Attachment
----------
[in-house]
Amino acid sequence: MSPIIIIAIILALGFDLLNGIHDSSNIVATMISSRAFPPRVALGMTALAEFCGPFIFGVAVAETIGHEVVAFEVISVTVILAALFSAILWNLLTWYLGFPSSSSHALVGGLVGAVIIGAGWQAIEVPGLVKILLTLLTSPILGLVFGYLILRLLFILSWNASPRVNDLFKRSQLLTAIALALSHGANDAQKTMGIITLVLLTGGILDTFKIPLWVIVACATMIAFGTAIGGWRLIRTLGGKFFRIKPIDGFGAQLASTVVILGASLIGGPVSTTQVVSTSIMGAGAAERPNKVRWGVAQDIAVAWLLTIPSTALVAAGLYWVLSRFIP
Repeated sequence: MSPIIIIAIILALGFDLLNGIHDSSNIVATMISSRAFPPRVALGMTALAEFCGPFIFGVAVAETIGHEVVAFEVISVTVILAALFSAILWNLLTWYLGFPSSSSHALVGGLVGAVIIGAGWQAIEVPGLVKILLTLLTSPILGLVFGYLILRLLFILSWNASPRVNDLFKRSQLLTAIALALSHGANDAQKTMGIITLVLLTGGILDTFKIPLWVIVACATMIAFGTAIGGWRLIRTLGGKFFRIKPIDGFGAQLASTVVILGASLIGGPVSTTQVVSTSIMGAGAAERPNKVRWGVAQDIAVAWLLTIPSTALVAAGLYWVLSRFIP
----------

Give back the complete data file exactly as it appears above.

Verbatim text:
[in-house]
Amino acid sequence: MSPIIIIAIILALGFDLLNGIHDSSNIVATMISSRAFPPRVALGMTALAEFCGPFIFGVAVAETIGHEVVAFEVISVTVILAALFSAILWNLLTWYLGFPSSSSHALVGGLVGAVIIGAGWQAIEVPGLVKILLTLLTSPILGLVFGYLILRLLFILSWNASPRVNDLFKRSQLLTAIALALSHGANDAQKTMGIITLVLLTGGILDTFKIPLWVIVACATMIAFGTAIGGWRLIRTLGGKFFRIKPIDGFGAQLASTVVILGASLIGGPVSTTQVVSTSIMGAGAAERPNKVRWGVAQDIAVAWLLTIPSTALVAAGLYWVLSRFIP
Repeated sequence: MSPIIIIAIILALGFDLLNGIHDSSNIVATMISSRAFPPRVALGMTALAEFCGPFIFGVAVAETIGHEVVAFEVISVTVILAALFSAILWNLLTWYLGFPSSSSHALVGGLVGAVIIGAGWQAIEVPGLVKILLTLLTSPILGLVFGYLILRLLFILSWNASPRVNDLFKRSQLLTAIALALSHGANDAQKTMGIITLVLLTGGILDTFKIPLWVIVACATMIAFGTAIGGWRLIRTLGGKFFRIKPIDGFGAQLASTVVILGASLIGGPVSTTQVVSTSIMGAGAAERPNKVRWGVAQDIAVAWLLTIPSTALVAAGLYWVLSRFIP